Sunday, March 25, 2012

Thinking About War and Thinking About Iran

In today's edition ofThe [Lowell] Sun Mr Michael Goldman has an OpEd on possible war with Syria and with Iran.  Syria is a client state of Iran, but these are two different possible wars.  The title of Mr Goldman's piece is "War, what it is good for---read and weep".

Mr Goldman gives us a list of books to read to inform ourselves about war and its consequences.  It isn't a bad list, although I have questions about two of them, including Ms Babara Tuchman's Guns of August.  This History of WWI is dated and has some wrong ideas as to how the war started.  And with regard to Viet-nam, Mr Goldman says:
Finally, when it comes to Vietnam, my one-volume bias is for Neil Sheehan's A Bright Shining Lie:  John Paul Vann and America in Vietnam over The Best and the Brightest by journalist David Halberstam.  The first account is the "war" book, the second is a "how did we get into the war" book.
I think he should have mentioned Richard Betts The System Worked and some other recent historical research about how we got there and failed to get out.  Let's face it, few since FDR got Viet-nam right and he passed away on top.  When I say everyone, I include Ho Chi Minh, who expended a lot of treasure and people achieving an aim he could have achieved for less, with a little insight.  He lived here, it should have had a better idea about us.

But, the real problem with the OpEd is that it doesn't address the issues.

First, with regard to Syria, we have the issue of Responsibility to Protect (R2P).  Frankly, the problems associated with our intervention in Libya suggest there is no easy way to do these things.  I would suggest that in the case of Syria we (1) don't have international consensus and (2) it is not clear that there is a majority of Syrians who are ready to support the overthrow of the current government.  So, the case for intervention in Syria is no, based upon the facts and not just because we don't wish to see people killed and wounded.  The problem with using the carnage issue is the deaths of people without intervention and the lost of personal freedom.  In Syria some 8,000 people have been killed in the current revolt.  Does that justify an intervention?  When I am looking for information I trust Mr Nir Rosen.  Here is an example of his reporting in Al Jazeera.  What do you think?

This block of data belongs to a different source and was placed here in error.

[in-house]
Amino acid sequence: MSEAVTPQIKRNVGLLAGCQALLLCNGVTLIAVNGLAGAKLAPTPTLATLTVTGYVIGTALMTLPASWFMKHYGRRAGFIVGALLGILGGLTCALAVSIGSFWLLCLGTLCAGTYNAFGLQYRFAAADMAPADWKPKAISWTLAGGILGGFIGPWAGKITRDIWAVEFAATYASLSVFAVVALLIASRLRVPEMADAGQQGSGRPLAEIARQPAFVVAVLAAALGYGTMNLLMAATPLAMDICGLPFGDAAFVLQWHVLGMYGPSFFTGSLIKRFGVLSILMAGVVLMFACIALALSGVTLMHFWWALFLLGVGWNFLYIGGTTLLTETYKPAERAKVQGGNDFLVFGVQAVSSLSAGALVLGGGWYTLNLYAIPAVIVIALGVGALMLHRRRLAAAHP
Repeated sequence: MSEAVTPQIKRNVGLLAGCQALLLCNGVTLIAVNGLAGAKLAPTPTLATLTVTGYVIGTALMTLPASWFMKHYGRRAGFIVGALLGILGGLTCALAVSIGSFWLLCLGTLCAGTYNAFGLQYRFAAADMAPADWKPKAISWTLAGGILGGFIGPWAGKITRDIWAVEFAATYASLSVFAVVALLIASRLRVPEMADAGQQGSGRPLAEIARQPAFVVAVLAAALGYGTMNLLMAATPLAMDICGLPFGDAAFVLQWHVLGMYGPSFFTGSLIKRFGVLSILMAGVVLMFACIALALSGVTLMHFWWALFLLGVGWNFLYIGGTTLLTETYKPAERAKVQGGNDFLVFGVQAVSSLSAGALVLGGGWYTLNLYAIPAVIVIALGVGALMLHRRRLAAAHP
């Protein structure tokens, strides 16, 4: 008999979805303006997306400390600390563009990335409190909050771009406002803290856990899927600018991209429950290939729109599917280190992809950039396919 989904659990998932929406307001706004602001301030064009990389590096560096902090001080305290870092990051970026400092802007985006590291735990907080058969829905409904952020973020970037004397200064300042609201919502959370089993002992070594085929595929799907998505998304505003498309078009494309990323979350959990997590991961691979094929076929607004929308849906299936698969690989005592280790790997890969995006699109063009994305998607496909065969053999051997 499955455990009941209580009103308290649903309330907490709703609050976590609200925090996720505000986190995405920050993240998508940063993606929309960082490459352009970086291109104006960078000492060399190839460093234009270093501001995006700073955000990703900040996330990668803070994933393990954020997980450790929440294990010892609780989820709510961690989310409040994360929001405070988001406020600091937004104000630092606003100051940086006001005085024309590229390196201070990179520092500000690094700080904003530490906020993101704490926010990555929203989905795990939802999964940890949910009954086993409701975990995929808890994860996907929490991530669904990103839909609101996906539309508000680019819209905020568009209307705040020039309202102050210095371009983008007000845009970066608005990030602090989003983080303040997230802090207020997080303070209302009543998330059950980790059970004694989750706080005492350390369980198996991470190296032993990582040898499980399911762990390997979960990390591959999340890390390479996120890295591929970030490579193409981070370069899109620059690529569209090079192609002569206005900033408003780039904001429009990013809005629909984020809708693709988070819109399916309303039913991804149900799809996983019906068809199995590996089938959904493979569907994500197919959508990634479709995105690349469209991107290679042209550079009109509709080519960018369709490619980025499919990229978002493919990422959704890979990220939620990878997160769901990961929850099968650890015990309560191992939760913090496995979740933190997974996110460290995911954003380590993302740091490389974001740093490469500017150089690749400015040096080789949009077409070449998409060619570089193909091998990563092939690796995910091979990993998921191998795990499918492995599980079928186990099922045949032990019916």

The other issue is Iran and here the question is fundamental.  Are we willing to plunge the world into war to prevent Iran from getting nuclear weapons.  We let North Korea work to get nuclear weapons and also Pakistan and India and Israel.  The former Soviet Union played with the idea of attacking China's nascent nuclear capability, and didn't.

The decision turns on the question of we think that with Iran the idea of deterrence by the threat of massive retaliation will break down.  This requires we think that the leaders of Iran are not rational in any way.  They are willing to pull the building down upon themselves, like the Judge, Samson.

Few who talk about Iran think that an attack would do more than delay the Iranian nuclear program.  The program could come back and be more hidden and hardened than ever.  On the other hand, the Iraqi and Syrian programs did not come back.  But Iran is a different quality government.

Yes, the threat to Israel is existential—their existence as a nation (but not as a People) would be in question once Iran had produced sufficient nuclear weapons.  It is my guess that Iran would need 38 to 40 weapons to have a real capability.  A dozen for counter-population efforts against Israel, a dozen for counter-force efforts against Israel's retaliation forces and a dozen to deal with local threats after Iran absorbs a nuclear pummeling by Israel and perhaps other nations.  And a couple to four for testing.

I see the arguments being against getting into a war with Iran by pulling an intervention against their nuclear capability.  It is still time to talk and while politicians may say it is unacceptable for Iran to get a nuclear capability, sometimes the unacceptable is.  But, it should be made clear to Iran that their use of nuclear weapons will result in turning their land to glass and a lot of nations should embrace that vision, not just Israel and the US.

By the way, there was another interesting OpEd in Sunday's edition—on Education Reform.

Regards  —  Cliff

  Remember, articles in The Sun go away after a while, to a different place.  I will not be updating their links unless I am bedridden and have read every book in the house.  And, besides, the Editor tells me the links cost money after a few weeks.  It is the new business model.

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